The problem of substance abuse has been around for thousands of years. Ancient texts, such as found in the Bible, illustrate the dangers of chasing after alcohol and the foolish decisions made while under the influence. Ancient tribes in South America depended heavily on the motivation derived from the coca leaf and the psychoactive effects. Early America was beset by a scourge of opium addiction, and methamphetamines fueled the soldiers of WWII.
Even as the types of addictive substances change and the cultural acceptance of the use of substances varies, treatment approaches for relief from the enslavement of substance addiction have historically changed and evolved. One of the most recent and robust approaches for substance abuse treatment to have emerged during the past century is Cognitive Behavioral Therapy. Originally designed as an effective and short-term treatment for mood disorders such as anxiety and depression, its usefulness in treating substance use disorders has been similarly verified.
Cognitive Behavioral Theory in a Nutshell
Cognitive Behavioral Therapy, or CBT, was developed during the 1960s. A prominent psychologist determined that there was a link between the thoughts and beliefs that are held by an individual and that individual’s eventual actions. If one were to adjust the thoughts and beliefs to reflect a more positive and productive worldview, then the self-defeating behaviors would decrease. It is our own interpretations of the world that determine our thoughts, and it is our thoughts that determine our actions. CBT seeks to treat and adjust the underlying beliefs that manifest into undesirable behaviors.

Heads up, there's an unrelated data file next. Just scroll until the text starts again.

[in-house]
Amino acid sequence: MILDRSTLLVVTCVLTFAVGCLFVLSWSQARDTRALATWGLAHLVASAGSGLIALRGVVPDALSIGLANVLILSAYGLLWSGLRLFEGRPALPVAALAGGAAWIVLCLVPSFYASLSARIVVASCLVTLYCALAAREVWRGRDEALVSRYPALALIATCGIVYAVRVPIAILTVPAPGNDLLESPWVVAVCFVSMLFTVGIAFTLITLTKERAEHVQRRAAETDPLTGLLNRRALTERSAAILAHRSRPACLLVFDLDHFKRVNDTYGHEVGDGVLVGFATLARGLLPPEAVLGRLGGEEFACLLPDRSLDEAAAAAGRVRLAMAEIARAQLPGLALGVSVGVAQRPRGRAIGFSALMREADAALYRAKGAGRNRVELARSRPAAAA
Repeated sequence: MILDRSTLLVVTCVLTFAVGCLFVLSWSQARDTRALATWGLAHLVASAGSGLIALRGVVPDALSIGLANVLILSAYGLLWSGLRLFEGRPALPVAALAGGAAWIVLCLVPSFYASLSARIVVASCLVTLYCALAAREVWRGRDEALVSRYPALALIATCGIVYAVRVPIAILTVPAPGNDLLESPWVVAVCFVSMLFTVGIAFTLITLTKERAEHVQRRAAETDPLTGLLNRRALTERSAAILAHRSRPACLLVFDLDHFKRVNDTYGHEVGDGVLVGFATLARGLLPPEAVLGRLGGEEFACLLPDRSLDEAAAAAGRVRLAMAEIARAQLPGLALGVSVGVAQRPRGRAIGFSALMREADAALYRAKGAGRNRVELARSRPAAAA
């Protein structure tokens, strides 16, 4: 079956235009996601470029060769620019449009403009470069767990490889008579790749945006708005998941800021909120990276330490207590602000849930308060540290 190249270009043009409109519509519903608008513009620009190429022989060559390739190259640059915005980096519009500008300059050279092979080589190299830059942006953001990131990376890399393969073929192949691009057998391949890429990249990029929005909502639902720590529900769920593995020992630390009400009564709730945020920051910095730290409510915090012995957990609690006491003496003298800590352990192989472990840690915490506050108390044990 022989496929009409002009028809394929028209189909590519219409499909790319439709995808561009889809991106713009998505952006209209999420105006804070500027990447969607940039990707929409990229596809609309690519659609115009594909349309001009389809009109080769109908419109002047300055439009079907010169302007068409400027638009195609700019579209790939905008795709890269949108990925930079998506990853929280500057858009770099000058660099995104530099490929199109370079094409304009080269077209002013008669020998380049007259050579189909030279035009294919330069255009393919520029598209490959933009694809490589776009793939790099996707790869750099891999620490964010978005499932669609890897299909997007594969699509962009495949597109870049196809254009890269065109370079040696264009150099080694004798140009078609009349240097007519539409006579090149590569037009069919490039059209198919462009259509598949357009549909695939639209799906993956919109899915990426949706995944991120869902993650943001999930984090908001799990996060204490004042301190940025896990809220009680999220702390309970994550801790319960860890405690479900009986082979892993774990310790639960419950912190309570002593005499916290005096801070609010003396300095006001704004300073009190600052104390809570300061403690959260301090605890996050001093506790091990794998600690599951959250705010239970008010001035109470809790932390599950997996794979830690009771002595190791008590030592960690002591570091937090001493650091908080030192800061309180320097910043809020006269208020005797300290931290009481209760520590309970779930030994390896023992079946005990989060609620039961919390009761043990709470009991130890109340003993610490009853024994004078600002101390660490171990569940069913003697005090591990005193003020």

Key Elements of CBT
One of the most useful features of CBT treatment is its simplicity. Concepts underlying the CBT focus are clearly defined, and responsibility for progress is evenly distributed between therapist and client. The role of the CBT therapist is to assist the client in discovering which beliefs exist, which thoughts are associated with such beliefs, and which behaviors are engaged in as a result of holding onto these beliefs.